The name "Chess" comes from the Persian words "shah" and "checkmate", which are often translated as "The king is dead", although the more accurate equivalent would be "The king is trapped" or "The king cannot escape." Today no one can say exactly where and when chess appeared. It is known for certain that their history goes back more than one and a half thousand years, and the origins of the game so popular nowadays should be looked for in Asia and the Middle East. India is considered to be the homeland of chess. Already in the 5th-6th centuries, chaturanga was played here. It is likely that this particular game is the predecessor of chess. It was played by 4 people at the same time on the 8x8 field, and to win it was required to announce checkmate to the opponent's king.
Having spread to the countries of East Asia (China, Japan, Thailand), the game has changed so much in each of them that it actually became the "ancestor" of several new board games. At the end of the 6th century, the chaturanga reached Persia and "renamed itself" in the Arabic manner, becoming shatranj. Shatranj was already much closer to the chess as we know it today. It was possible to win by announcing a checkmate, stalemate, or removing all the opponent's pieces from the board, and the pawns, having reached the last opposite rank, could become exclusively a queen. The queen, in turn, could move only diagonally and to one square, and the bishop also, but through one square.
Chess came to the European continent through Sicily and the Iberian Peninsula, which traditionally had close economic and trade ties with the Arab world. In written European sources, the game was first mentioned in the 11th century. Like other things borrowed from the Middle East, chess was initially only available to wealthy people, it took some time for it to gain popularity and accessibility among all walks of life. Before that, exclusive chess, made by hand by skilled craftsmen from expensive materials, was considered almost a luxury item.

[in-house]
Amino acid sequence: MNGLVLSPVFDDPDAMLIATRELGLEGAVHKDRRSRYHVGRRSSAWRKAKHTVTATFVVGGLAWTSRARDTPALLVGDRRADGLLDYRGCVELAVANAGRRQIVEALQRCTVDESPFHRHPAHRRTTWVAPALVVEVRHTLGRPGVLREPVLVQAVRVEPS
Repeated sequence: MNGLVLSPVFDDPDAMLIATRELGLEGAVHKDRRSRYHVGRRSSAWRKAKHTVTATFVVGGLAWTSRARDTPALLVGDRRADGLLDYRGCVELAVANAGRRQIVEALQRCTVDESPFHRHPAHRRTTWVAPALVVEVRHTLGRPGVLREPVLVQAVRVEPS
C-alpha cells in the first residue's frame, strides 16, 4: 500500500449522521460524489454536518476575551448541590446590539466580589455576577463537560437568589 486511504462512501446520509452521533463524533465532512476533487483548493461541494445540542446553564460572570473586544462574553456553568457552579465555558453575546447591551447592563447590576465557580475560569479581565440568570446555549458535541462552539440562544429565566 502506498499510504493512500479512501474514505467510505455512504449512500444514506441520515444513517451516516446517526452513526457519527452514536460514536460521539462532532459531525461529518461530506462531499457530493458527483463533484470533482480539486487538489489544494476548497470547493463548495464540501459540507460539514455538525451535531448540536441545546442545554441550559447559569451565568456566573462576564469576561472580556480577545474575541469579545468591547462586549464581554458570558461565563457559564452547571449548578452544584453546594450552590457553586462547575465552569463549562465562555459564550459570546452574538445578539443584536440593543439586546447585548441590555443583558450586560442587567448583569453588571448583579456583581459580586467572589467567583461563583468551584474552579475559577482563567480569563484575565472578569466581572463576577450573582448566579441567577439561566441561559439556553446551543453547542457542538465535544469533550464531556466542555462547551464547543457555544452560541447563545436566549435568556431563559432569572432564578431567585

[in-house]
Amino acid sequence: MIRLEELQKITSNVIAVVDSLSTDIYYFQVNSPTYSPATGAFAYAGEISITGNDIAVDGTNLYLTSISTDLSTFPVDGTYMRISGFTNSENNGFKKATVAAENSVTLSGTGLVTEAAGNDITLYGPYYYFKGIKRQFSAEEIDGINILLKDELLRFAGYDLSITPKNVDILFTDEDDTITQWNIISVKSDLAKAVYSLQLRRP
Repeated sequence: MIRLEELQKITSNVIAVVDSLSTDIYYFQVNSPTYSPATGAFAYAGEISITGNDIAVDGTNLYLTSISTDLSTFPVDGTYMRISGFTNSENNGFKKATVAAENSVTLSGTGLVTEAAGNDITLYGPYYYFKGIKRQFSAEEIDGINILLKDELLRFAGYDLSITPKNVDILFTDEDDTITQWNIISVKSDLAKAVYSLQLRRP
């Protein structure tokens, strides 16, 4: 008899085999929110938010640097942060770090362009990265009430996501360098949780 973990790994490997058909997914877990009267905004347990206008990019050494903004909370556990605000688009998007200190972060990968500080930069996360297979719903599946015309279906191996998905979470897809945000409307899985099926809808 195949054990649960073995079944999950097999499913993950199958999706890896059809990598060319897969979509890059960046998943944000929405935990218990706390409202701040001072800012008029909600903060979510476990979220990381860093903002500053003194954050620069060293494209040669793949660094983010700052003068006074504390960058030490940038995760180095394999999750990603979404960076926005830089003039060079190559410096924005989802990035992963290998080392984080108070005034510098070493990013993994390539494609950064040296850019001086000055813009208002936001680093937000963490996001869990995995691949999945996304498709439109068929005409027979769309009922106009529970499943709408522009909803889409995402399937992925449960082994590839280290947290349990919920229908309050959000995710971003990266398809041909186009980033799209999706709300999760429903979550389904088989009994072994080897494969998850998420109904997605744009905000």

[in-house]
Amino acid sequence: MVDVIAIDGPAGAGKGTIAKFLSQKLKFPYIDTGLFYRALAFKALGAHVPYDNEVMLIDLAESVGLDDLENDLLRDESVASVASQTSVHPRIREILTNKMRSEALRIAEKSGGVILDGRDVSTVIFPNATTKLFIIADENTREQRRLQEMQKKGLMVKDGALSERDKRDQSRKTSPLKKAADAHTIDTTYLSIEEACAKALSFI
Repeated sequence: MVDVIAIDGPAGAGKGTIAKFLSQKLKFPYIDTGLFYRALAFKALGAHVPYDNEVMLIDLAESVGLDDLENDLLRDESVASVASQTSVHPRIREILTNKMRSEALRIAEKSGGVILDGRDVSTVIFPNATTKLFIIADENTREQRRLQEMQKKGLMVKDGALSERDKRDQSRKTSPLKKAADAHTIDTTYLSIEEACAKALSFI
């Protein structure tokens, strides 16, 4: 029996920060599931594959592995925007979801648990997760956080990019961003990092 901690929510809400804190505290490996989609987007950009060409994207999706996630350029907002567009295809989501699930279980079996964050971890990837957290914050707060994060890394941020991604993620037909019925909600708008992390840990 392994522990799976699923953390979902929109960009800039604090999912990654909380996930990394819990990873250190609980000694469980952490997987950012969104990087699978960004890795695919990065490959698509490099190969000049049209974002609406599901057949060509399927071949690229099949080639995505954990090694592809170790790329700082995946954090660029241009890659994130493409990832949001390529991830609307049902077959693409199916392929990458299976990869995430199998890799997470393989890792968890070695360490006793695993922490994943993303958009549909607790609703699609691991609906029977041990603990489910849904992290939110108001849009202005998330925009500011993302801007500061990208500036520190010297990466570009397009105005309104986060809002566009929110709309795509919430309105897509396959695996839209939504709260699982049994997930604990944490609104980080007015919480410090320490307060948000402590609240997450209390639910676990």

In 1574-1575, the first international chess tournament took place at the court of the Spanish king. The two strongest Spanish chess players played a series of games against their Italian opponents. The Italians won the victory, for which they received a generous reward. In those days it was fashionable to patronize famous chess players.
In the English and French courts, the game also became very popular. Chess even made it to the famous Globe Theater, where in 1624, in Thomas Middleton's The Chess Game, the characters were chess figures.
Over the next two centuries, the spread of chess led to the emergence of several schools (in particular, the Italian one), the development of the theory of this game and the creation of textbooks.
Toward the end of the 18th century, a poem was even written, in which the creation of chess is described through ancient mythology and the nymph Kaiss is described. Subsequently, she was considered the patroness of chess.
Over time, "chess by correspondence" appeared, specialized magazines began to be published and tournaments were organized between countries and schools.
In 1924, the International Chess Federation (FIDE) was established in Paris. In 1927, she organized the first chess Olympiad in London in the form of a team tournament of countries, which later became regular.
Since 1948, the World Chess Championship has been held under the auspices of FIDE. She also awards lifetime titles to experienced players, the highest of which is the grandmaster.
FIDE is a member of the International Olympic Committee, which can be seen as the recognition of chess as a sport.
Starting from the second half of the 20th century, computer programs are increasingly beginning to "play". Their triumph came in 1997, when the IBM Deep Blue computer became the first machine to defeat Garry Kasparov, the reigning world chess champion.
That is why exclusive military-themed chess sets are so popular. The Battle of Waterloo, the battles of Napoleon, knights and crusaders, the Greco-Roman war and the Crusades - all these events are displayed in the design and style of figurines, allowing you to imbue the atmosphere of the era and feel almost a participant in those significant historical events.
Today you can buy both classic sets and exclusive chess sets that convey the charm, beauty and atmosphere of almost any historical era, as well as the flavor of the mysterious east, restrained England, luxurious Rome or, for example, the harsh crusades.
In any case, a gift in the form of elite chess is always the right choice and a noble, worthy present that shows respect!